It’s the witching hour. We’re all starving. I’ve been running all day and now it’s past 5 o’clock and who knows when my husband will be home to watch these kids. I’ve got great food in the house—oh, I had the best intentions-- but I’ve been too busy with work and playdates and the bajillion other things going on to plan out whole meals.
The baby is dribbling water from her sippy cup all over the kitchen floor and her muddy little feet are painting brown streaks that I’ll have to wipe up later. Clara is pressing my patience to the wall asking question after question jumping from idea to idea so quickly my answers come out as tongue-twisters. If I answer at all. The fact that she dances around the kitchen like a mayfly while she does this makes me wish I’d made it to yoga more often so I could do that ujjayi breathing thing.
Even the radio, tuned to NPR, is exhausted with its habitual recitation of death and destruction.
I’m pulling chicken and lettuce and carrots and broccoli out of the fridge, happy for the fresh, lovely farmers’ market finds, but frustrated because I don’t have a chunk of uninterrupted time to really concentrate on a recipe or try something new.
“Can I help?” Clara is just getting to the age where she’s interested enough in cooking that I can give her something simple to do and she’ll be entertained for 1.354 minutes. Tonight it looks like I’m just chopping things and throwing them together and I can’t think of an activity for her that doesn’t involve a sharp knife.
“No, honey, I’m just going to make something really fast.” First I can’t think of anything new to cook and now I can’t even conjure up enough imagination to find something for this poor child to do. I understand the allure of pre-made, frozen dinners.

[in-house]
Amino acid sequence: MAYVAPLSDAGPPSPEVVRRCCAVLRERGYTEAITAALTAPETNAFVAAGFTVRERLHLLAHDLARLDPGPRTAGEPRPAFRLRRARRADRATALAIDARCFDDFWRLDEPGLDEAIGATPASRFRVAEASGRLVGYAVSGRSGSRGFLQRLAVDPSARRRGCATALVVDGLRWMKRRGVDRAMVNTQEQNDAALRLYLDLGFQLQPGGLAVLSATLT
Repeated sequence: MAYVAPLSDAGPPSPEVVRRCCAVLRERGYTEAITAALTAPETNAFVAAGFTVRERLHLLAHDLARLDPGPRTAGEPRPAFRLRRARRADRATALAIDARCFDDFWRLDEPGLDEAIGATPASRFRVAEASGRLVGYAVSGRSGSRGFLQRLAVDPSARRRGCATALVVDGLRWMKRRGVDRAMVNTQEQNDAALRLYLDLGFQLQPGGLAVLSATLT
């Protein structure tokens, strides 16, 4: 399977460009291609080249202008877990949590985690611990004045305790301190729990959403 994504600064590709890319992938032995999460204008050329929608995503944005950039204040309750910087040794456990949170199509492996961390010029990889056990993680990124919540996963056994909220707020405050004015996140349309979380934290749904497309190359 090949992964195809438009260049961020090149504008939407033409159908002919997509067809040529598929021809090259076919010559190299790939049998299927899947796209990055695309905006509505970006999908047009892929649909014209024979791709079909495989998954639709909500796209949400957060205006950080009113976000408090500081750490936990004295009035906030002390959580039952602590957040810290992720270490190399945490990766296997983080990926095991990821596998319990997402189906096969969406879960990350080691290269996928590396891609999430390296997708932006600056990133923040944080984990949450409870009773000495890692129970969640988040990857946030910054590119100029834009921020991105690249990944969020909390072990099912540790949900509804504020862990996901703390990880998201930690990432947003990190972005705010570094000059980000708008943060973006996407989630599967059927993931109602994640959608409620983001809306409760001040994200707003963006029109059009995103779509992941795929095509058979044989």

She heads for the door to the back deck where I’ve got a few herbs growing in pots.
“Mom, how about we put some rosemary in the salad?”
Rosemary? She knows what this is? And what to do with it?
Since she was a baby I’ve been rubbing her hands in the rosemary bushes we pass on our walks and encouraging her to breath in its spicy smell. She pulls a sprig off the smallest plant, brings it up to her nose and inhales with her whole body.
“Mmmmm,” she sighs. “That smells yummy!”
The dinner is simple and fine. Moist and flavorful chicken breasts fried in a little olive oil with salt and pepper. Enough to make leftovers for lunch. Salad with romaine lettuce, broccoli and a little rosemary with a dash of balsamic (my guilty, non-local pleasure).
Maybe I’m over-thinking this food and cooking thing. Simple and improvised seems to be working just fine.